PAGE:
A key factor associated with academic success and dropout prevention is parent involvement. In order to help parents and students succeed in school, UNCE offers the Together for a Better Education program. The program brings together partners from high schools, local colleges, families of 9-12th grade students, college-age mentors, local nonprofits and UNCE staff. The program consists of six sessions held in English and Spanish in various locations across Las Vegas. This fact sheet provides an overview of Session 5: Roads to Higher Education.
University/College Application Requirements
The preparation of the college application process begins in the ninth grade or earlier and is reflected in the types of classes that students take and the grades they receive. In addition, there are specific items that need to be in place before applying to college. Listed below are some general guidelines; however, students should check the requirements of the specific colleges and universities.
Before you apply to Universities/Colleges:
- Know application deadlines
- Review admission requirements
- Determine your status if you are a transfer student
- Apply for financial aide
- Review frequently asked questions (FAQ) on how to submit the online application for admission
- Pay application fees
- Draft essay
- Have immunization records
- Meet with high school and college counselors to select classes
- Request high school transcripts
- Take required admission tests, if necessary
- Take required placement tests, if necessary
- Determine payment method (financial aid, scholarships, grants, loans, etc.)
- Obtain letters of recommendation (send thank you notes).
- Some colleges have an open door admissions policy- meaning anyone can attend and there are no pre-admission standards
- In some cases, a history of involvement in extra-curricular activities, AP classes, and early employment in addition to GPA and test scores may be considered an advantage to an admission application.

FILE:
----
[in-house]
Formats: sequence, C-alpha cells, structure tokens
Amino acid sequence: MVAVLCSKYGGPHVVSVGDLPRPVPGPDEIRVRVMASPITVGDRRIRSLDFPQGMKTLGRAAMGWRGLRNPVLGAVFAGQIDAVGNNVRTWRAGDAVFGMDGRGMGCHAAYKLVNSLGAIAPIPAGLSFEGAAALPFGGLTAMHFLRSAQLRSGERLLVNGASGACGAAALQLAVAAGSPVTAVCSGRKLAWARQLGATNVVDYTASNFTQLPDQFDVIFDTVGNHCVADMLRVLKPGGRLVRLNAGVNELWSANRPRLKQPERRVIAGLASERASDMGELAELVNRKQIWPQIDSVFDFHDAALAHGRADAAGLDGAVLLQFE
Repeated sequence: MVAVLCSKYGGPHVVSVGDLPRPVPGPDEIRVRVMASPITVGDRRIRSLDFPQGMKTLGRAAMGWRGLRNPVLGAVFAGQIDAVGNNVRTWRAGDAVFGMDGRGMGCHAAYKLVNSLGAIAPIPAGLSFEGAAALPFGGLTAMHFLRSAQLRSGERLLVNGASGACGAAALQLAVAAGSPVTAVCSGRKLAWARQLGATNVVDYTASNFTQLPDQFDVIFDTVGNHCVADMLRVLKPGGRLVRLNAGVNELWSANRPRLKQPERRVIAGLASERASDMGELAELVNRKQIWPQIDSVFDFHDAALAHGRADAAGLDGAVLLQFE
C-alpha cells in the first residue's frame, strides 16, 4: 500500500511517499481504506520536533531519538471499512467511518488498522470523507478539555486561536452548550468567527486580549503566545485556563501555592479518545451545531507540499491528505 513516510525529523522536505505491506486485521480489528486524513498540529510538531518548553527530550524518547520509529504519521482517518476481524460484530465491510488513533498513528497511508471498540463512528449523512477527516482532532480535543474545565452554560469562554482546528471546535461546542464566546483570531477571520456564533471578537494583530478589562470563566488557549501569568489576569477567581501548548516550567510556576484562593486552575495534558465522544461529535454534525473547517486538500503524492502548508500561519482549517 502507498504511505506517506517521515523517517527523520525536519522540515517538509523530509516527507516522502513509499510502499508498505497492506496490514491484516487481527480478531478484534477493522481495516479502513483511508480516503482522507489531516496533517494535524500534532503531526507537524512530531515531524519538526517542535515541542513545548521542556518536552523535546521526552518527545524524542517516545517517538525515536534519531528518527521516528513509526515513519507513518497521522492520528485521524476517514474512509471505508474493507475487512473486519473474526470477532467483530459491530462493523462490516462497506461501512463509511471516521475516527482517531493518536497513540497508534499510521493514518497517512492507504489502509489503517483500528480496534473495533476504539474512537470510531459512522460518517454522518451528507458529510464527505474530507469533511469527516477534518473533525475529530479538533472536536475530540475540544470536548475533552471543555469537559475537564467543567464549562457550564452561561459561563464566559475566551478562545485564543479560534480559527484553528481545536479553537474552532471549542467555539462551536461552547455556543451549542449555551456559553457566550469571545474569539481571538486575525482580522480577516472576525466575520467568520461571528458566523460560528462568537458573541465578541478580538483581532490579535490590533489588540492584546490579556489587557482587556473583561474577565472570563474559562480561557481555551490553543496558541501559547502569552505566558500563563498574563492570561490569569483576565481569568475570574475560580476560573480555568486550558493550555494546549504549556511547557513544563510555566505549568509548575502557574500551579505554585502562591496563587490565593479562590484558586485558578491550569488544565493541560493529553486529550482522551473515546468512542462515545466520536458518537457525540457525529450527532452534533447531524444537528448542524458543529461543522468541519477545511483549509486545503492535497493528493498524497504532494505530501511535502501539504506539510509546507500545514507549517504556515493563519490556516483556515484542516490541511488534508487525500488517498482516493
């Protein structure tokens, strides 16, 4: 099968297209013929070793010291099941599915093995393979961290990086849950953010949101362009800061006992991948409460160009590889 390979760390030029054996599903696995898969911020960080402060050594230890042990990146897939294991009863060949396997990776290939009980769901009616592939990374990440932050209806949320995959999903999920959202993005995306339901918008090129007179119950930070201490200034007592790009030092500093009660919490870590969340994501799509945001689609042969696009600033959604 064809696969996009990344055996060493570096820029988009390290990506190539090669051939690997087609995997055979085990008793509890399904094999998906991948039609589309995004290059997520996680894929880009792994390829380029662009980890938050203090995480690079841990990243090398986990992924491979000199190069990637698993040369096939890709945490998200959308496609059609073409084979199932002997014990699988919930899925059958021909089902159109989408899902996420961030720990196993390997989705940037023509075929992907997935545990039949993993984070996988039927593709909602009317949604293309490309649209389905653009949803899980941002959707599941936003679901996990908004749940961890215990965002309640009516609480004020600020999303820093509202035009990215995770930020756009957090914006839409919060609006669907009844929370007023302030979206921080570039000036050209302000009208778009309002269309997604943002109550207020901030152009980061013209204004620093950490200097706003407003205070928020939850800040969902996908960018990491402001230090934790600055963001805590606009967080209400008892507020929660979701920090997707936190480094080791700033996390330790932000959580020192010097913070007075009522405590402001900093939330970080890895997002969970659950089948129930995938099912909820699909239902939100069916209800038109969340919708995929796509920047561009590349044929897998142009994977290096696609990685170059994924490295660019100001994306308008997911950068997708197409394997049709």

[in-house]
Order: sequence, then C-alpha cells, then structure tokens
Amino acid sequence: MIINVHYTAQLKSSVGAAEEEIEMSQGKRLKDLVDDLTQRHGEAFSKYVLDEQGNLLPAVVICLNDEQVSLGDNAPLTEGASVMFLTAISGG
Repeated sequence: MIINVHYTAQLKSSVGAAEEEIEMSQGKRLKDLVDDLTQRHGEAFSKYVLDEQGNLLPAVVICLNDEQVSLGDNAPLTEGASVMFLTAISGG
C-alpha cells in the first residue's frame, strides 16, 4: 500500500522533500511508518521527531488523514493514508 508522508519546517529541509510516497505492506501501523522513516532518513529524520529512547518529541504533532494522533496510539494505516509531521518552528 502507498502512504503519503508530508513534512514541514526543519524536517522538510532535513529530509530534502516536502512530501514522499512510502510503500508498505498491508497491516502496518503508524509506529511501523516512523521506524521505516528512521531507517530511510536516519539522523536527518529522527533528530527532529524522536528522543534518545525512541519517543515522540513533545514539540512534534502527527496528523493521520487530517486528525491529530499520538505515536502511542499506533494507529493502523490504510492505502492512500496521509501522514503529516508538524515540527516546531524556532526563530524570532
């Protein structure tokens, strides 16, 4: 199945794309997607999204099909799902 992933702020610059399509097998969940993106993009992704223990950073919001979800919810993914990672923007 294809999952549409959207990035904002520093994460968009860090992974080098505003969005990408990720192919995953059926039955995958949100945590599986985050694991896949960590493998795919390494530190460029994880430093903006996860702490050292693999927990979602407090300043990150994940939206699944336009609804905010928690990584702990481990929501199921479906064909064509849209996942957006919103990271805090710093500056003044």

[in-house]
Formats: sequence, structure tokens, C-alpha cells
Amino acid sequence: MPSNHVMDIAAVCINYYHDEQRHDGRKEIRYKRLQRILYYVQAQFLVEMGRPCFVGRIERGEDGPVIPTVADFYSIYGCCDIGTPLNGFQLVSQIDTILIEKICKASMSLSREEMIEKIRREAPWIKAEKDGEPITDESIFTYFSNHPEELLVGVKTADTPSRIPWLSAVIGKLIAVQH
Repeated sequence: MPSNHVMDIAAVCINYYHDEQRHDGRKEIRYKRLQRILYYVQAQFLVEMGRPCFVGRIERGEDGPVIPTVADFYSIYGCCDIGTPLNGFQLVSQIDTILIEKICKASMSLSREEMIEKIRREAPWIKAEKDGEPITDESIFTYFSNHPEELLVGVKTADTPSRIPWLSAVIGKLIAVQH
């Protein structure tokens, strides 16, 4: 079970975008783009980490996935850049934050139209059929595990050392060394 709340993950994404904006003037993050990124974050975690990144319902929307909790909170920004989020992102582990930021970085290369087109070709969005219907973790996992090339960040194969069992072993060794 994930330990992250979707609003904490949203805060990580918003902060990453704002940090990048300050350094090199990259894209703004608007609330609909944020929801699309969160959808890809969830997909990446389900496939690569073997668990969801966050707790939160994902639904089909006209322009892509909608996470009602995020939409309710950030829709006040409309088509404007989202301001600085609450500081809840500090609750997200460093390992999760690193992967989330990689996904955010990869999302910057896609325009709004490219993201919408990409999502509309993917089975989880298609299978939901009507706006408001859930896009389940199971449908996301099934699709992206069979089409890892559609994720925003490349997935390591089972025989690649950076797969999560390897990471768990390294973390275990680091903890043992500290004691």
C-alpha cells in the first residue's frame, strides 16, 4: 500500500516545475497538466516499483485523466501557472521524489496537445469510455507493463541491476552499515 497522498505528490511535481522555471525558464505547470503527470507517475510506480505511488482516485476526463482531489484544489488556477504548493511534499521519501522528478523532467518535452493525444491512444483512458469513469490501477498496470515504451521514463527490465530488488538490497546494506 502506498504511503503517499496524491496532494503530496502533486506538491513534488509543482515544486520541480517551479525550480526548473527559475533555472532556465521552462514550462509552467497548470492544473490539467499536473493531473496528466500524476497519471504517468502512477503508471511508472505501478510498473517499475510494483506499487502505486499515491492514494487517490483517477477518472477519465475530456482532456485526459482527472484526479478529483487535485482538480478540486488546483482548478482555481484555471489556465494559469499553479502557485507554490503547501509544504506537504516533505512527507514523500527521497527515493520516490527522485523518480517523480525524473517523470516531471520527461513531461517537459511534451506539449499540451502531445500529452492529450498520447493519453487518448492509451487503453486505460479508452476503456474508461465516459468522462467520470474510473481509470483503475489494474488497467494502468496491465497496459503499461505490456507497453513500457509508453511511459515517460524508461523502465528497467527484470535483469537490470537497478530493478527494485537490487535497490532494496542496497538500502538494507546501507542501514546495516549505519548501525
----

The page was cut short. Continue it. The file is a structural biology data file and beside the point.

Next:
Important Placement Tests
Entrance exams are usually associated with applying to four-year universities. If students transfer from a two-year community college to a four-year institution, they are not required to take the ACT or SAT; however, students may be required to take placement tests.
- Preliminary SAT/National Merit Scholarship Qualifying Test (PSAT).
- Evaluates skills in critical reading, math and writing.
- American College Testing Assessment (ACT)
- It is a set of four multiple choice tests in English, Math, Science and Reading
- Scholastic Aptitude Test (SAT)
- Evaluates critical thinking skills through essays, multiple choice and fill-in-the-blank
- Placement Test, depending on which university or college a student attends, there may be other various tests to take.
- Create a college list; narrow your choices
- Apply to five to eight colleges (don’t over apply)
- Prepare for interview, if applicable
- Expect college acceptance letters
- Reapply, if necessary
Parents can help their children on the road to a higher education by helping them decide what college is suitable for them, understating the demands of taking exams and readily providing financial information they may need during the application process. It can be useful to take an actual or virtual tour of the university to help narrow down the decision.
Source: North Carolina Cooperative Extension (2011). Together for a Better Education Facilitator Manual.
To learn more about this topic and “Together for a Better Education” contact: Nora Luna at (702) 940-5420 or email.
Funded by the U.S. Department of Education and brought to you by the Nevada System of Higher Education (NSHE)